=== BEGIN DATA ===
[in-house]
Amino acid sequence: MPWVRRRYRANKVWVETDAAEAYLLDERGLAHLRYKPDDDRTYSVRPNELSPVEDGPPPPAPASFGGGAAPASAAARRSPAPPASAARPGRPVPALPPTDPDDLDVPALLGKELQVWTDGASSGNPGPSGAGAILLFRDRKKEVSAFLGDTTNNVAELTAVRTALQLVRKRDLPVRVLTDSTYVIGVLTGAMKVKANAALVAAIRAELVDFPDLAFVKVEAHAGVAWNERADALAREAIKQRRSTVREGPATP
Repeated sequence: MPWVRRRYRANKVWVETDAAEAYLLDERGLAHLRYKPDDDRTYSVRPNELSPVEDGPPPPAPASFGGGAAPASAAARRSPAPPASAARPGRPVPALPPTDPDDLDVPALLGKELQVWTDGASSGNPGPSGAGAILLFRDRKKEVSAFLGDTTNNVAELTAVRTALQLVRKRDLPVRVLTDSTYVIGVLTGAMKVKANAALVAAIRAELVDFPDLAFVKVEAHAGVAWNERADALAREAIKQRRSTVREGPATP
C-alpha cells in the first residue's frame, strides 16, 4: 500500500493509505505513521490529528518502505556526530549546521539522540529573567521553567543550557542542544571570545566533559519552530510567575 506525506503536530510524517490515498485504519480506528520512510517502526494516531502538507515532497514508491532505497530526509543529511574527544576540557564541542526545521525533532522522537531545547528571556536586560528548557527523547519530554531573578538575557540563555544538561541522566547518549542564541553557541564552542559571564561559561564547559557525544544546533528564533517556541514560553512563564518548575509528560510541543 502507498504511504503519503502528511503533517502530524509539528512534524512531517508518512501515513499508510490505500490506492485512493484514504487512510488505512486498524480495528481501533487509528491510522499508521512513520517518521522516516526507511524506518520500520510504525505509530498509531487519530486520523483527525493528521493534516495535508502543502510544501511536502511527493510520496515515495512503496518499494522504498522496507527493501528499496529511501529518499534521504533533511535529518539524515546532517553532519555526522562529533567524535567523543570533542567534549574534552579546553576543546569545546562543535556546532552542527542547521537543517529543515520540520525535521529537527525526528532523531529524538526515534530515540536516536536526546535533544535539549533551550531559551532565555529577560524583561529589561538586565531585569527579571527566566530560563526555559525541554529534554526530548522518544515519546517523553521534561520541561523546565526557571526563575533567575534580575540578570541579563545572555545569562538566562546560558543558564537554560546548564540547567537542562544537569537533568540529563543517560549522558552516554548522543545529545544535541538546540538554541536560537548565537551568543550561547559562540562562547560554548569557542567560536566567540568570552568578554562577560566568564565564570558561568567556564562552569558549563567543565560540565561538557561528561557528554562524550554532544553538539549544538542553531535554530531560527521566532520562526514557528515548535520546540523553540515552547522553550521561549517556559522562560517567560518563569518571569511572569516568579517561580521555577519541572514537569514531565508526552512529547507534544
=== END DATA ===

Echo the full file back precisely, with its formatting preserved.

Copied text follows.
[in-house]
Amino acid sequence: MPWVRRRYRANKVWVETDAAEAYLLDERGLAHLRYKPDDDRTYSVRPNELSPVEDGPPPPAPASFGGGAAPASAAARRSPAPPASAARPGRPVPALPPTDPDDLDVPALLGKELQVWTDGASSGNPGPSGAGAILLFRDRKKEVSAFLGDTTNNVAELTAVRTALQLVRKRDLPVRVLTDSTYVIGVLTGAMKVKANAALVAAIRAELVDFPDLAFVKVEAHAGVAWNERADALAREAIKQRRSTVREGPATP
Repeated sequence: MPWVRRRYRANKVWVETDAAEAYLLDERGLAHLRYKPDDDRTYSVRPNELSPVEDGPPPPAPASFGGGAAPASAAARRSPAPPASAARPGRPVPALPPTDPDDLDVPALLGKELQVWTDGASSGNPGPSGAGAILLFRDRKKEVSAFLGDTTNNVAELTAVRTALQLVRKRDLPVRVLTDSTYVIGVLTGAMKVKANAALVAAIRAELVDFPDLAFVKVEAHAGVAWNERADALAREAIKQRRSTVREGPATP
C-alpha cells in the first residue's frame, strides 16, 4: 500500500493509505505513521490529528518502505556526530549546521539522540529573567521553567543550557542542544571570545566533559519552530510567575 506525506503536530510524517490515498485504519480506528520512510517502526494516531502538507515532497514508491532505497530526509543529511574527544576540557564541542526545521525533532522522537531545547528571556536586560528548557527523547519530554531573578538575557540563555544538561541522566547518549542564541553557541564552542559571564561559561564547559557525544544546533528564533517556541514560553512563564518548575509528560510541543 502507498504511504503519503502528511503533517502530524509539528512534524512531517508518512501515513499508510490505500490506492485512493484514504487512510488505512486498524480495528481501533487509528491510522499508521512513520517518521522516516526507511524506518520500520510504525505509530498509531487519530486520523483527525493528521493534516495535508502543502510544501511536502511527493510520496515515495512503496518499494522504498522496507527493501528499496529511501529518499534521504533533511535529518539524515546532517553532519555526522562529533567524535567523543570533542567534549574534552579546553576543546569545546562543535556546532552542527542547521537543517529543515520540520525535521529537527525526528532523531529524538526515534530515540536516536536526546535533544535539549533551550531559551532565555529577560524583561529589561538586565531585569527579571527566566530560563526555559525541554529534554526530548522518544515519546517523553521534561520541561523546565526557571526563575533567575534580575540578570541579563545572555545569562538566562546560558543558564537554560546548564540547567537542562544537569537533568540529563543517560549522558552516554548522543545529545544535541538546540538554541536560537548565537551568543550561547559562540562562547560554548569557542567560536566567540568570552568578554562577560566568564565564570558561568567556564562552569558549563567543565560540565561538557561528561557528554562524550554532544553538539549544538542553531535554530531560527521566532520562526514557528515548535520546540523553540515552547522553550521561549517556559522562560517567560518563569518571569511572569516568579517561580521555577519541572514537569514531565508526552512529547507534544